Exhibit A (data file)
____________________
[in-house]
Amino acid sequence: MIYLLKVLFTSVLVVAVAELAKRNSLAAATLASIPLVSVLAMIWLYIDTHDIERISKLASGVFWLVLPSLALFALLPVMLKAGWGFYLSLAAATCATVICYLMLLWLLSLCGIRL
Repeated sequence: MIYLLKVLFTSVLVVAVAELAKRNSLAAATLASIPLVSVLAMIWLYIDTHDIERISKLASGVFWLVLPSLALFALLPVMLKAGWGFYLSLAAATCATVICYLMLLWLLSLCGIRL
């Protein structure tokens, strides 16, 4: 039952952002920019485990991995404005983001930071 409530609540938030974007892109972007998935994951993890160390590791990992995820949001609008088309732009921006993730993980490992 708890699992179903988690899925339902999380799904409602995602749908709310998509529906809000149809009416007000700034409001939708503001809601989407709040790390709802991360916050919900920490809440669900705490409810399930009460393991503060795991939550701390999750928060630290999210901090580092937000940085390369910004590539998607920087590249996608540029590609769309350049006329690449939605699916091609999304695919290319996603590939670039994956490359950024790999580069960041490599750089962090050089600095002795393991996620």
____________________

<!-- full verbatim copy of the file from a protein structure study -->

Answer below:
[in-house]
Amino acid sequence: MIYLLKVLFTSVLVVAVAELAKRNSLAAATLASIPLVSVLAMIWLYIDTHDIERISKLASGVFWLVLPSLALFALLPVMLKAGWGFYLSLAAATCATVICYLMLLWLLSLCGIRL
Repeated sequence: MIYLLKVLFTSVLVVAVAELAKRNSLAAATLASIPLVSVLAMIWLYIDTHDIERISKLASGVFWLVLPSLALFALLPVMLKAGWGFYLSLAAATCATVICYLMLLWLLSLCGIRL
């Protein structure tokens, strides 16, 4: 039952952002920019485990991995404005983001930071 409530609540938030974007892109972007998935994951993890160390590791990992995820949001609008088309732009921006993730993980490992 708890699992179903988690899925339902999380799904409602995602749908709310998509529906809000149809009416007000700034409001939708503001809601989407709040790390709802991360916050919900920490809440669900705490409810399930009460393991503060795991939550701390999750928060630290999210901090580092937000940085390369910004590539998607920087590249996608540029590609769309350049006329690449939605699916091609999304695919290319996603590939670039994956490359950024790999580069960041490599750089962090050089600095002795393991996620």